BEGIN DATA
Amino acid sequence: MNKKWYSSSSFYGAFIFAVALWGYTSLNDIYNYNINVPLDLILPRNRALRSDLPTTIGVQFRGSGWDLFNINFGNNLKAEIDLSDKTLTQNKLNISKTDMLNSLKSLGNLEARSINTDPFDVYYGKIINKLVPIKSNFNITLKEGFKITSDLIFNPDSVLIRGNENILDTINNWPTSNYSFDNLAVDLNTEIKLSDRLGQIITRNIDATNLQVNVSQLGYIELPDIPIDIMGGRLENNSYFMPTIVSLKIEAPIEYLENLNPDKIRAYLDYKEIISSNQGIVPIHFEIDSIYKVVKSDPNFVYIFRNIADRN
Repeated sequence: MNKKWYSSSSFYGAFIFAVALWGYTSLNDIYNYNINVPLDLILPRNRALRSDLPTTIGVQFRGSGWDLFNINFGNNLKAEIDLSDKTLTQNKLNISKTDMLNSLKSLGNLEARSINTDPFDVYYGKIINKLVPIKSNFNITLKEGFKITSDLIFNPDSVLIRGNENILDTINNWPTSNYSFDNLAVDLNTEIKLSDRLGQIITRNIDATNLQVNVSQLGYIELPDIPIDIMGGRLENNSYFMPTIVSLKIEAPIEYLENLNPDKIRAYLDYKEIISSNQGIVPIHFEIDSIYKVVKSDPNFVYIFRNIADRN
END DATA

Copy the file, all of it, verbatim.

Amino acid sequence: MNKKWYSSSSFYGAFIFAVALWGYTSLNDIYNYNINVPLDLILPRNRALRSDLPTTIGVQFRGSGWDLFNINFGNNLKAEIDLSDKTLTQNKLNISKTDMLNSLKSLGNLEARSINTDPFDVYYGKIINKLVPIKSNFNITLKEGFKITSDLIFNPDSVLIRGNENILDTINNWPTSNYSFDNLAVDLNTEIKLSDRLGQIITRNIDATNLQVNVSQLGYIELPDIPIDIMGGRLENNSYFMPTIVSLKIEAPIEYLENLNPDKIRAYLDYKEIISSNQGIVPIHFEIDSIYKVVKSDPNFVYIFRNIADRN
Repeated sequence: MNKKWYSSSSFYGAFIFAVALWGYTSLNDIYNYNINVPLDLILPRNRALRSDLPTTIGVQFRGSGWDLFNINFGNNLKAEIDLSDKTLTQNKLNISKTDMLNSLKSLGNLEARSINTDPFDVYYGKIINKLVPIKSNFNITLKEGFKITSDLIFNPDSVLIRGNENILDTINNWPTSNYSFDNLAVDLNTEIKLSDRLGQIITRNIDATNLQVNVSQLGYIELPDIPIDIMGGRLENNSYFMPTIVSLKIEAPIEYLENLNPDKIRAYLDYKEIISSNQGIVPIHFEIDSIYKVVKSDPNFVYIFRNIADRN